People know, that I'm not really a WS-Policy purist of really even much of a fan, so I really like the ?ORAWSDL "trick" to help figure our which OWSM policy is being applied. From looking at the ORAWSDL, we've learned that the SAML end-point is protected by the oracle/wss10_saml_token_service_policy. This is a simple WS-Security SAML 1.0 Sender Vouches policy. Putting OSB 11gR1 in front of this service should be a pretty simple application of the OWSM/OSB integration. This is the one of the two approaches I'll explain in a little bit.

If there are two ports, and the 2nd port supports SAML for identity propagation, what does the 1st port use? The answer is a proprietary token. Before everyone goes BOOOOOOO, if you look at the services that are exposed through this end-point, they are synchronous, single-party, RPC style services. If all the requests are made over SSL, then there is no real advantage or requirement for message level security. I suspect, that this proprietary token was at some point an HTTP Cookie, and was probably just passed around in the HTTP transport header...also a well established (read: WebSSO) practice. I was at a different customer a few weeks back and we came to a very similar recommendation to use a transport token instead of message level security and SAML. Every environment is different, but this other way of doing identity propagation is reasonable for this situation. The token itself has been SOAP-a-sized (made SOAP friendly?) by being passed in a com:workflowContext element in all of the messages. Here's a sample:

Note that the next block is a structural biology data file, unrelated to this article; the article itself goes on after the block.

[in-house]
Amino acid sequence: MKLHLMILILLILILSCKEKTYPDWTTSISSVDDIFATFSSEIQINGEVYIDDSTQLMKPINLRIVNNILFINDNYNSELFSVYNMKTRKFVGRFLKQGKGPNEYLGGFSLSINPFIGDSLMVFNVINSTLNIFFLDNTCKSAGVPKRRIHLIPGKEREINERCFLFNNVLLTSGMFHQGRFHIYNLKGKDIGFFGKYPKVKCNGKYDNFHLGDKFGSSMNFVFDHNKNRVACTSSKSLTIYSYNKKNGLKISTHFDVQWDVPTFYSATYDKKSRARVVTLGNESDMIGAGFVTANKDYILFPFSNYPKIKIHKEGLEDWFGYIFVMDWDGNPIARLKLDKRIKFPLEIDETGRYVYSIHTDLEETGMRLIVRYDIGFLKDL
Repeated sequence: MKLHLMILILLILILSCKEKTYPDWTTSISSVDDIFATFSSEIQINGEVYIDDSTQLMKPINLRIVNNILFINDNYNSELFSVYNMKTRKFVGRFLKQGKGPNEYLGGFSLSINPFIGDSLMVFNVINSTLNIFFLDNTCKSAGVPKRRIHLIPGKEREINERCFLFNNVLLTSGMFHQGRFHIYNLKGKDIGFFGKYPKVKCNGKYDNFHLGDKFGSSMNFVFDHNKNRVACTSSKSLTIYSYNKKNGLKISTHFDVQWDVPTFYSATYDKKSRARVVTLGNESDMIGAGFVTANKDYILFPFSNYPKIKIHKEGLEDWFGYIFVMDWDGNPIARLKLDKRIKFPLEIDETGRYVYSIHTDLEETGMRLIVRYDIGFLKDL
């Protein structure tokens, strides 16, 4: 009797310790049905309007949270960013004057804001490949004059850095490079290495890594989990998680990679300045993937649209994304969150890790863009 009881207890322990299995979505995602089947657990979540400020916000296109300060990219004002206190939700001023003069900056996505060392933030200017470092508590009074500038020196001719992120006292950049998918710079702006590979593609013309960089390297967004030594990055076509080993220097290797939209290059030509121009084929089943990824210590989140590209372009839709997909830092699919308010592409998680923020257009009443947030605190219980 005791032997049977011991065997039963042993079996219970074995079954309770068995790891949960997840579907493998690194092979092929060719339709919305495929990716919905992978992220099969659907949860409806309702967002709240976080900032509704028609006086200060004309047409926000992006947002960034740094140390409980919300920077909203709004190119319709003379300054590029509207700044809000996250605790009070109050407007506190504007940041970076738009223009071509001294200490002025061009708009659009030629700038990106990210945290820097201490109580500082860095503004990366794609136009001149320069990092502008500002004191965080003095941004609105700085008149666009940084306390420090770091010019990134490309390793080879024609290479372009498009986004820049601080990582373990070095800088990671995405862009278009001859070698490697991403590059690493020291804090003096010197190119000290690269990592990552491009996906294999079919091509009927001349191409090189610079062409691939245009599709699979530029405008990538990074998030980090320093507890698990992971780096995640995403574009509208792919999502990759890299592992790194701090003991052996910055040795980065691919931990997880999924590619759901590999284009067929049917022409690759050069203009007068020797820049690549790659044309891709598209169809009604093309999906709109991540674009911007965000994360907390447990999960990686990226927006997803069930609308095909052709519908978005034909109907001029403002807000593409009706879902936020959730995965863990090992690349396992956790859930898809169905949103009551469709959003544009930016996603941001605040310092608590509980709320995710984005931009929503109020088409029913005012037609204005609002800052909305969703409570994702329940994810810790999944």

This is an example of the authenticate call that returns the token for a user authenticated by their username and password. The really interesting part is what's commented out in the com:credential element - onBehalfOfUser. That's right - the proprietary token has impersonation built it. This actually goes beyond what is available in the SAML based identity propagation. The second solution will show how to use SAML with the proprietary token including the onBehalfOf functionality.

Solution 1 - OSB proxy calling Human Workflow Web Service as Business Service using SAML

Once you figure out what's going on with the Human Workflow Web Services, fronting it with OSB 11g and OWSM is pretty straight forward. The basic idea is that you're going to create a business service from the SAML Port, and then configure OSB to use OWSM when calling the business service. One of the nice things about OWSM is that picking the corresponding client policy for a service policy is pretty straight forward.